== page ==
Tuesday, December 17, 2013

San Antonio Four case, Texas junk science writ lauded in national press

Attorney Mike Ware and Elizabeth Ramirez/AP
A couple of national stories - from USA Today and Time magazine deserve Grits' readers attention related to the San Antonio Four case and Texas' new law allowing habeas corpus writs for convictions based on junk science. Mike Ware, pictured at right, who's a member of the Innocence Project of Texas board of directors, was lead attorney on the case. The new law was championed in the Texas Legislature by state Sen. John Whitmire and state Rep. Sylvester Turner. Here's a notable excerpt from the Time magazine story, in which your correspondent was quoted:
 [I]t was unlikely the San Antonio Four would have walked free without the passage of the so-called “junk science” law earlier this year. Habeas writs based on new evidence are very difficult to win, according to legal experts, especially in Texas courts.

The seeds of change were sown in 1999, the first year of prison life for the San Antonio Four. That July, a drug task force raided a poor, black community in the Panhandle town of Tulia, sweeping up scores of residents. Perry later pardoned 35 defendants, casting a shadow on law enforcement practices in rural Texas. That same year, convicted rapist Timothy Cole died in prison, 14 years into a 25-year sentence.  He had refused to admit guilt in exchange for parole, and was later exonerated by DNA evidence.

More people have been exonerated by DNA evidence in Texas than any other state, according to the National Innocence Project, which puts the state’s total 48 ahead of Illinois with 43 and New York with 27.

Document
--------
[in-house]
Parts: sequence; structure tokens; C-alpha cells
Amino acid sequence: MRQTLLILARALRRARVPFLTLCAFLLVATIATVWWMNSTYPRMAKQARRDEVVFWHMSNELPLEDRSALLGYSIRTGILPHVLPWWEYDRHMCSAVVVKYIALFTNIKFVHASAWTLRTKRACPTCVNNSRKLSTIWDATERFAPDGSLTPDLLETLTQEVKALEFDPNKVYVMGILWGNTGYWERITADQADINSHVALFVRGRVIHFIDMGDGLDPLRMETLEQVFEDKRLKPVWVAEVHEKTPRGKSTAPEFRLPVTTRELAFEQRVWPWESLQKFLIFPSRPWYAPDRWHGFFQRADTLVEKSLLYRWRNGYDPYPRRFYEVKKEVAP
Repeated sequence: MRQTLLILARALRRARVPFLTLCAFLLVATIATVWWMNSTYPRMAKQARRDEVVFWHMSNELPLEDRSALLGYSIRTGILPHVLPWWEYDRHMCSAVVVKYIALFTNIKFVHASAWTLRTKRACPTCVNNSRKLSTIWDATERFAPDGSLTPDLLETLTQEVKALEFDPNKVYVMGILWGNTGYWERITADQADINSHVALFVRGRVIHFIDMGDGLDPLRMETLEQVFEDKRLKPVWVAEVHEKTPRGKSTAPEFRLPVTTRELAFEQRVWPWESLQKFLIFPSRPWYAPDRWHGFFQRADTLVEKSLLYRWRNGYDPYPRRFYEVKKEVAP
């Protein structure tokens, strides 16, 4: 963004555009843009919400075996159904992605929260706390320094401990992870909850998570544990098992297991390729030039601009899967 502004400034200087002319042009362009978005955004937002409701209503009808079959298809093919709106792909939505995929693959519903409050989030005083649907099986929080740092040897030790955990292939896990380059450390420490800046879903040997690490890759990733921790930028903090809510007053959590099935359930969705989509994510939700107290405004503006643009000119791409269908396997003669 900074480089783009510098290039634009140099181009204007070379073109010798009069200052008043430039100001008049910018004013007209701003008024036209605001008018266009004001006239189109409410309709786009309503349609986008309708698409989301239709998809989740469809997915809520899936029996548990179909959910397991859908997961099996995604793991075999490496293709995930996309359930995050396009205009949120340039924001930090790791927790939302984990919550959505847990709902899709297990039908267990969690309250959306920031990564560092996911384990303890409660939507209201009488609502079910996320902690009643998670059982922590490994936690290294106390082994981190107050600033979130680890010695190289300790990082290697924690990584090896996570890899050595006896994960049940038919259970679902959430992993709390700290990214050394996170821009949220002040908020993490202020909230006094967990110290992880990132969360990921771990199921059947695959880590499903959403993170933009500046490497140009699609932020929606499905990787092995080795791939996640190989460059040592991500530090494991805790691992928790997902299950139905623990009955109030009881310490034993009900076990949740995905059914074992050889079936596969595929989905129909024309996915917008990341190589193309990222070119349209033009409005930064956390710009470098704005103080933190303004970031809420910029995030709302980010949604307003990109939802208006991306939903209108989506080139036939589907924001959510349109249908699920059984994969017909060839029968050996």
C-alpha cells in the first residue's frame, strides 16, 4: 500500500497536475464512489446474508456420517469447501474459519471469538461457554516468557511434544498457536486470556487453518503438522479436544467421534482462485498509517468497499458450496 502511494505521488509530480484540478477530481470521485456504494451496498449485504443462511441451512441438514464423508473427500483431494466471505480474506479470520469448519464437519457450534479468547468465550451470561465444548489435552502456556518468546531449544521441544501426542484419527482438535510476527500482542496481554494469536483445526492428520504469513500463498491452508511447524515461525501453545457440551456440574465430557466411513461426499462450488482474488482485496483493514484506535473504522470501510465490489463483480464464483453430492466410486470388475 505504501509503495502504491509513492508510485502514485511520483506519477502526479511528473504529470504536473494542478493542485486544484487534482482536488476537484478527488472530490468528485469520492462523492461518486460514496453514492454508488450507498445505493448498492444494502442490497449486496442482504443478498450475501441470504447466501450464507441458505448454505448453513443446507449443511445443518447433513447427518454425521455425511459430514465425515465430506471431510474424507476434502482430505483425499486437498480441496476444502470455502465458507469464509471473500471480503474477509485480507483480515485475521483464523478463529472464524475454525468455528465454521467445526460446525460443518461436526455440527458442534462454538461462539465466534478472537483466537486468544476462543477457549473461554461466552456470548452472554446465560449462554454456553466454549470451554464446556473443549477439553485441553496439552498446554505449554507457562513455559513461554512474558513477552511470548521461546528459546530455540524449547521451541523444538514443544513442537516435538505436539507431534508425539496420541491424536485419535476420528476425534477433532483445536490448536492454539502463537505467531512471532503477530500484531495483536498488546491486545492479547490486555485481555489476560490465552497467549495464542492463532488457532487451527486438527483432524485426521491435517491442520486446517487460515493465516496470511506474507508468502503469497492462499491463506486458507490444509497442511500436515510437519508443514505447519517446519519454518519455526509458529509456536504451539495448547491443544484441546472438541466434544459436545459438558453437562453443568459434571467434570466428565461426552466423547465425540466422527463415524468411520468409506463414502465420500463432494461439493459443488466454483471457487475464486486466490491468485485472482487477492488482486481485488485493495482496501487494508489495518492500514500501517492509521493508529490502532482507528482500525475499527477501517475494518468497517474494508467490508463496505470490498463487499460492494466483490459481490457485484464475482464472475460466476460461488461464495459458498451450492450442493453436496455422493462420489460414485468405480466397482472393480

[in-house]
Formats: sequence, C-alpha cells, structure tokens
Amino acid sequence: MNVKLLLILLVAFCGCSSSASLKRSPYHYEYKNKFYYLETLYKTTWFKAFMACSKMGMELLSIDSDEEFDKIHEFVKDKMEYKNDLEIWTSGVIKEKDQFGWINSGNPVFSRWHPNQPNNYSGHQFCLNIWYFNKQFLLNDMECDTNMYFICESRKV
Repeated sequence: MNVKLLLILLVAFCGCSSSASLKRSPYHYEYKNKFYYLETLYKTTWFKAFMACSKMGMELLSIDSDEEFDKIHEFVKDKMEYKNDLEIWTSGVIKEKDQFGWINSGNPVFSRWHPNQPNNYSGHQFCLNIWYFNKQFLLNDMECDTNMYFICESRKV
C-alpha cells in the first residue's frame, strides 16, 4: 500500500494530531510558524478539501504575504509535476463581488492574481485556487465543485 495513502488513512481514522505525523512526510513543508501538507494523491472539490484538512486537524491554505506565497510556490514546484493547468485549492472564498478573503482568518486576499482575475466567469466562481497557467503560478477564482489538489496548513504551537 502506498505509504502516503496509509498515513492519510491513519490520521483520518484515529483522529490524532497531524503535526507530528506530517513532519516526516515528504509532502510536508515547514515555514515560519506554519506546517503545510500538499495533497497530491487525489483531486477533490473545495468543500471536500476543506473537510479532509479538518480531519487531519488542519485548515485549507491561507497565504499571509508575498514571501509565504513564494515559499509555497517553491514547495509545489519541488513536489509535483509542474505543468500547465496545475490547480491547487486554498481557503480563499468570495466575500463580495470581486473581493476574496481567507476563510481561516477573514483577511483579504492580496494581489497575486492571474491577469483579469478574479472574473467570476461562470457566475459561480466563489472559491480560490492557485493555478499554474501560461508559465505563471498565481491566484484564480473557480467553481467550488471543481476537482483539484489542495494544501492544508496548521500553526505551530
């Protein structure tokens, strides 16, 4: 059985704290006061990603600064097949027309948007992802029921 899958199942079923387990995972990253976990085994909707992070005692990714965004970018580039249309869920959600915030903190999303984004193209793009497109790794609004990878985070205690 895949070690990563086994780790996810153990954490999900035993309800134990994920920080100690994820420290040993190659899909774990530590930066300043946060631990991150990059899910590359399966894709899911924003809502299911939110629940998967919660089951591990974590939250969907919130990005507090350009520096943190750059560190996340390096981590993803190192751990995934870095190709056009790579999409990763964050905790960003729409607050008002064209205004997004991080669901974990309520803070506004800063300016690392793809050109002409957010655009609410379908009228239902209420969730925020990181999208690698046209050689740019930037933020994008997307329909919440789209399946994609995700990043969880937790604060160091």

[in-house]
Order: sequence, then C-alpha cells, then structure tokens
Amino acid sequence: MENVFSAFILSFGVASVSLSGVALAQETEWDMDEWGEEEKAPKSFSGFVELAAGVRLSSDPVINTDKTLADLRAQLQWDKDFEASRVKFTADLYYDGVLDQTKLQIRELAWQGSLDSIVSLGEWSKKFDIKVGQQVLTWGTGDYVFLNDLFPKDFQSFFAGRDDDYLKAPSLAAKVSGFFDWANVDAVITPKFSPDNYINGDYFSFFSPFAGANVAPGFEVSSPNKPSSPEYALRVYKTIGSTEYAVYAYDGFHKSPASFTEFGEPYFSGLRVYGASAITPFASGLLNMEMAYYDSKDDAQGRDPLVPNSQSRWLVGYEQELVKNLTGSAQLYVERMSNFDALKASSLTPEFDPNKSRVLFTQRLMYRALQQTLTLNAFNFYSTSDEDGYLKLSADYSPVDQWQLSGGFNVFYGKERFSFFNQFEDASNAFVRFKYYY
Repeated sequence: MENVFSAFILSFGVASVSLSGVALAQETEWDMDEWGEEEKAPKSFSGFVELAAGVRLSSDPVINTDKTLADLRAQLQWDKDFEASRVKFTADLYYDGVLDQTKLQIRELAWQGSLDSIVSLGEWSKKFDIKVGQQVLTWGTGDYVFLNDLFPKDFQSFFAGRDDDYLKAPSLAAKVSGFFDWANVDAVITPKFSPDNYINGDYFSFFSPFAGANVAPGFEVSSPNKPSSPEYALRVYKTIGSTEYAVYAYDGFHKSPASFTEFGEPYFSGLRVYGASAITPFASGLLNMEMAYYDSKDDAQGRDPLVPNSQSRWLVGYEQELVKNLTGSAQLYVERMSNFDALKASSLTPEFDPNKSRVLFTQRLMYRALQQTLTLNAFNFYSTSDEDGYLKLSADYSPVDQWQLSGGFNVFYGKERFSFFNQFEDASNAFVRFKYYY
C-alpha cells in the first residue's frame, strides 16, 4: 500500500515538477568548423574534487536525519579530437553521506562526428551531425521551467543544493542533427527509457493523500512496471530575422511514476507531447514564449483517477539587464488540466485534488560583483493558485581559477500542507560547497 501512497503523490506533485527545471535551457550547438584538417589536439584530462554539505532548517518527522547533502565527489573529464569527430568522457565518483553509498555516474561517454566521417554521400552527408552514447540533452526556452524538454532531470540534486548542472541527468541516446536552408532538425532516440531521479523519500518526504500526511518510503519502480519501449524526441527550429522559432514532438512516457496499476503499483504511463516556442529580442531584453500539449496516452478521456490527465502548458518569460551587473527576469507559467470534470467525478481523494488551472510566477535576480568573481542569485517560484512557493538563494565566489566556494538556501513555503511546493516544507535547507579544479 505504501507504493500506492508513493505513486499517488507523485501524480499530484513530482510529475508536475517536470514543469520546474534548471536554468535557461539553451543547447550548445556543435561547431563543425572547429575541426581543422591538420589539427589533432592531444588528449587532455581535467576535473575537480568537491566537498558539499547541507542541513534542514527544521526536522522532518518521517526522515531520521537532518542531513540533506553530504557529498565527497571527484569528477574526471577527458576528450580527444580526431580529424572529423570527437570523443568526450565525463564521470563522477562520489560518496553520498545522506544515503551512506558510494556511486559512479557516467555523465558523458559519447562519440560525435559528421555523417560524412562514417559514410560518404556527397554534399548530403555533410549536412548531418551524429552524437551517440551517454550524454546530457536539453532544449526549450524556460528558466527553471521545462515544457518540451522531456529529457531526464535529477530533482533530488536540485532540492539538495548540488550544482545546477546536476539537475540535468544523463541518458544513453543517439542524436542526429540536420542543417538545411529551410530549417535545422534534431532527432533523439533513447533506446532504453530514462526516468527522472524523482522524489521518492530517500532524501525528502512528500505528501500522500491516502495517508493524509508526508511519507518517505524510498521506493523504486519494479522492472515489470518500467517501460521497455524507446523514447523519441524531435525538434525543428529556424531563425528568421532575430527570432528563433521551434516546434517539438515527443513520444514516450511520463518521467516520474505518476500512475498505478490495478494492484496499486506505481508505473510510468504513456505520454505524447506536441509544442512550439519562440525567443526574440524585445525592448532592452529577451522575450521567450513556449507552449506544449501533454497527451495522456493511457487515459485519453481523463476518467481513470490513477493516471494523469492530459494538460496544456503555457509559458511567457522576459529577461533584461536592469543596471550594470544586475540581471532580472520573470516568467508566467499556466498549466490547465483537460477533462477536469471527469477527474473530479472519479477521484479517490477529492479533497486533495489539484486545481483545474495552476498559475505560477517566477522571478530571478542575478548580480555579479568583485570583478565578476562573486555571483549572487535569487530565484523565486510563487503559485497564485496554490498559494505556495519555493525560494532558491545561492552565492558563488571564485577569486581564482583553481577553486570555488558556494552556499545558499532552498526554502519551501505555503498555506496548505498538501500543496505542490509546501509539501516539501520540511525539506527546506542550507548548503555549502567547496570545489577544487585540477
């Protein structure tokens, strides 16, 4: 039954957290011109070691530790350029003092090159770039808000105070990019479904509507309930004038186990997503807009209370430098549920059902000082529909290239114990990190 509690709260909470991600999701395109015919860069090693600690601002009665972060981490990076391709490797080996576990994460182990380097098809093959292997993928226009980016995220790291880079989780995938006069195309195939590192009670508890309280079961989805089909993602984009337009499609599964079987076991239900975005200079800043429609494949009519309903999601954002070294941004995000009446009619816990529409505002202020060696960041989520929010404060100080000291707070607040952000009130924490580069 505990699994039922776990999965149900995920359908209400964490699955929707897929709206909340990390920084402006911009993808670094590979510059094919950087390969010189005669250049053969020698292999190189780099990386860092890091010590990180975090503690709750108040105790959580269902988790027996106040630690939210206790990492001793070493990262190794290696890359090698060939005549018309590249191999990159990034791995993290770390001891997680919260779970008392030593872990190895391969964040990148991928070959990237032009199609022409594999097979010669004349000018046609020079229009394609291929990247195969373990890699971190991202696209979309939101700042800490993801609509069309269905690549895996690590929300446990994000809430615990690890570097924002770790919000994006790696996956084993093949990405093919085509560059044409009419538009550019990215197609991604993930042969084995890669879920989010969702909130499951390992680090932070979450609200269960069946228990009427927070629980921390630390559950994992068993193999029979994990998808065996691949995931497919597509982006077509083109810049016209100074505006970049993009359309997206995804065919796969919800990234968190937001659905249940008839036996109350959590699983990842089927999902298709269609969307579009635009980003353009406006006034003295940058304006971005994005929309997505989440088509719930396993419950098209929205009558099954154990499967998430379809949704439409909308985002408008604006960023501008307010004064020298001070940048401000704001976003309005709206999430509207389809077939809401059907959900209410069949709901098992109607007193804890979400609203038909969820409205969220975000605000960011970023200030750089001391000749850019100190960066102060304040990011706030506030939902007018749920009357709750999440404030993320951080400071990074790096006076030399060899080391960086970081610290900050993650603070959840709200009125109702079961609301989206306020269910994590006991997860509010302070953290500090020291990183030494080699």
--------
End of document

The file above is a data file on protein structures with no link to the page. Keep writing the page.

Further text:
“The DNA exonerations have changed the terms of the debate for everyone,” says Scott Henson, policy director for the Innocence Project of Texas, which lobbied for the “junk science” law and several other similar measures.

Henson credits Republican lawmakers open to religious appeals for changing attitudes about criminal justice, beginning in 2003 when the party took control of both houses of the state legislature. Under GOP control, the statehouse reduced sentences for drug possession and ended the state’s prison-building boom.

“Over the past several cycles we had more and more religious conservatives coming into the legislature,” Henson says. “These are folks who hear these stories and tend to be moved by the DNA exonerees who come to the capitol. Hearing their stories — Christ was an innocent man hung on the Cross and here are these innocents — it resonated with them.”


Anonymous said...

A major step in the right direction for people wrongly convicted. That's for sure.

An Attorney said...

Something that Texas can lead in and of which Texans can be proud. We make big mistakes and then, eventually, make efforts to correct them, albeit belatedly.

albeed said...

Thanks Scott!

An attorney said:

"Something that Texas can lead in and of which Texans can be proud. We make big mistakes and then, eventually, make efforts to correct them, albeit belatedly."

I agree. Unlike the US which can make big mistakes and then, eventually, only make them worse by passing more vague laws and Supreme Court rulings.

Anonymous said...

If Texas prosecutors, judges, lawyers and juries did their jobs correctly in the first place, we wouldn't need exonerations, because we wouldn't have any wrongful convictions!! "Innocent until PROVEN Guilty". In my opinion, Meaning if there is not definite DNA, photo(s) and/or video linking a defendant to a said crime, then the outcome should be an AQUITTAL! No ifs, ands, or buts. Photo lineups and so called witnesses are a joke in my book.

Anonymous said...

The standard for conviction is not "guilt beyond any doubt". It is "guilt beyond a reasonable doubt." Because of that, there will always be a need for exonerations.